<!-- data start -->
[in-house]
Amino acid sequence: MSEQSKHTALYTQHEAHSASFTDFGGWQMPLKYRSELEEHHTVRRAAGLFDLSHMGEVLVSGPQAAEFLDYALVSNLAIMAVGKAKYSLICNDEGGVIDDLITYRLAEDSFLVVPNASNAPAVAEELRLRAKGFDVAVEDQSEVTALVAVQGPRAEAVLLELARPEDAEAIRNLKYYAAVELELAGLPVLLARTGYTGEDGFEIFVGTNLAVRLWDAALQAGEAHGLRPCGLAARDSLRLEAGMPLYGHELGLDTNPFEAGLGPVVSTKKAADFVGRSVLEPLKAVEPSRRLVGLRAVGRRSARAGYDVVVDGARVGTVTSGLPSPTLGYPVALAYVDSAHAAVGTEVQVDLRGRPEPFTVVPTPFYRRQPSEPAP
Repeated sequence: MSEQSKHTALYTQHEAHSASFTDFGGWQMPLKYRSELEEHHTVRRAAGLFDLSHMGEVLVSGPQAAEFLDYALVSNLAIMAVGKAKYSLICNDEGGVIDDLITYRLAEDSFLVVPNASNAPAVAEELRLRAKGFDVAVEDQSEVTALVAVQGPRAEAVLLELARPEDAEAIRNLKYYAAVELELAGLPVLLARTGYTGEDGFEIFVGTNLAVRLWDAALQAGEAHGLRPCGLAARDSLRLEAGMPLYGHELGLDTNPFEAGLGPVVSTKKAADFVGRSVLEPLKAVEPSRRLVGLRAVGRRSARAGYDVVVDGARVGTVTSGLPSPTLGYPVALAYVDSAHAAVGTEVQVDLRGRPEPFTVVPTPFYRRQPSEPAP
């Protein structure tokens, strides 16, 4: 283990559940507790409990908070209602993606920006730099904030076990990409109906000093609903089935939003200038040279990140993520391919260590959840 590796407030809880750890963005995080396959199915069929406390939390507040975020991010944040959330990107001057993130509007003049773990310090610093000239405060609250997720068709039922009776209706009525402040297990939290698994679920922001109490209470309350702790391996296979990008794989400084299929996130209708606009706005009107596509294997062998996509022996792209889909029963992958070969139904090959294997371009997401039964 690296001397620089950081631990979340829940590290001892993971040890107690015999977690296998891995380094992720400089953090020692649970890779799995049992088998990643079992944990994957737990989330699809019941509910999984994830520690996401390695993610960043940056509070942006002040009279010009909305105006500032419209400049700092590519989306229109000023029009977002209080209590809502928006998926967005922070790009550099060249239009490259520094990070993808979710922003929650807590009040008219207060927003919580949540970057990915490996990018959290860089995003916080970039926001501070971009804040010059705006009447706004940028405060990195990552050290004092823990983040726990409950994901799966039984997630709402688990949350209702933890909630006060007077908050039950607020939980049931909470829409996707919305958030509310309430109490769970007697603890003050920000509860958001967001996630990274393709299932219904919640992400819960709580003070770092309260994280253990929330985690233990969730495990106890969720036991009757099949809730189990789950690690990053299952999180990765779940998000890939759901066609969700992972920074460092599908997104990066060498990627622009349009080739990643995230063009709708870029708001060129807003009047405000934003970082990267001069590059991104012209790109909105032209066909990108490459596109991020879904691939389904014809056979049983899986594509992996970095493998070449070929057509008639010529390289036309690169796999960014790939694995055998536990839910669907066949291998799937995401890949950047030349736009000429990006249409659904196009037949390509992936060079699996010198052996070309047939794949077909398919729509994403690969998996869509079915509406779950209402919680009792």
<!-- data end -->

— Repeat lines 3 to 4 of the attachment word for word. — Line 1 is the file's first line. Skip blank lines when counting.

Repeated sequence: MSEQSKHTALYTQHEAHSASFTDFGGWQMPLKYRSELEEHHTVRRAAGLFDLSHMGEVLVSGPQAAEFLDYALVSNLAIMAVGKAKYSLICNDEGGVIDDLITYRLAEDSFLVVPNASNAPAVAEELRLRAKGFDVAVEDQSEVTALVAVQGPRAEAVLLELARPEDAEAIRNLKYYAAVELELAGLPVLLARTGYTGEDGFEIFVGTNLAVRLWDAALQAGEAHGLRPCGLAARDSLRLEAGMPLYGHELGLDTNPFEAGLGPVVSTKKAADFVGRSVLEPLKAVEPSRRLVGLRAVGRRSARAGYDVVVDGARVGTVTSGLPSPTLGYPVALAYVDSAHAAVGTEVQVDLRGRPEPFTVVPTPFYRRQPSEPAP
């Protein structure tokens, strides 16, 4: 283990559940507790409990908070209602993606920006730099904030076990990409109906000093609903089935939003200038040279990140993520391919260590959840 590796407030809880750890963005995080396959199915069929406390939390507040975020991010944040959330990107001057993130509007003049773990310090610093000239405060609250997720068709039922009776209706009525402040297990939290698994679920922001109490209470309350702790391996296979990008794989400084299929996130209708606009706005009107596509294997062998996509022996792209889909029963992958070969139904090959294997371009997401039964 690296001397620089950081631990979340829940590290001892993971040890107690015999977690296998891995380094992720400089953090020692649970890779799995049992088998990643079992944990994957737990989330699809019941509910999984994830520690996401390695993610960043940056509070942006002040009279010009909305105006500032419209400049700092590519989306229109000023029009977002209080209590809502928006998926967005922070790009550099060249239009490259520094990070993808979710922003929650807590009040008219207060927003919580949540970057990915490996990018959290860089995003916080970039926001501070971009804040010059705006009447706004940028405060990195990552050290004092823990983040726990409950994901799966039984997630709402688990949350209702933890909630006060007077908050039950607020939980049931909470829409996707919305958030509310309430109490769970007697603890003050920000509860958001967001996630990274393709299932219904919640992400819960709580003070770092309260994280253990929330985690233990969730495990106890969720036991009757099949809730189990789950690690990053299952999180990765779940998000890939759901066609969700992972920074460092599908997104990066060498990627622009349009080739990643995230063009709708870029708001060129807003009047405000934003970082990267001069590059991104012209790109909105032209066909990108490459596109991020879904691939389904014809056979049983899986594509992996970095493998070449070929057509008639010529390289036309690169796999960014790939694995055998536990839910669907066949291998799937995401890949950047030349736009000429990006249409659904196009037949390509992936060079699996010198052996070309047939794949077909398919729509994403690969998996869509079915509406779950209402919680009792």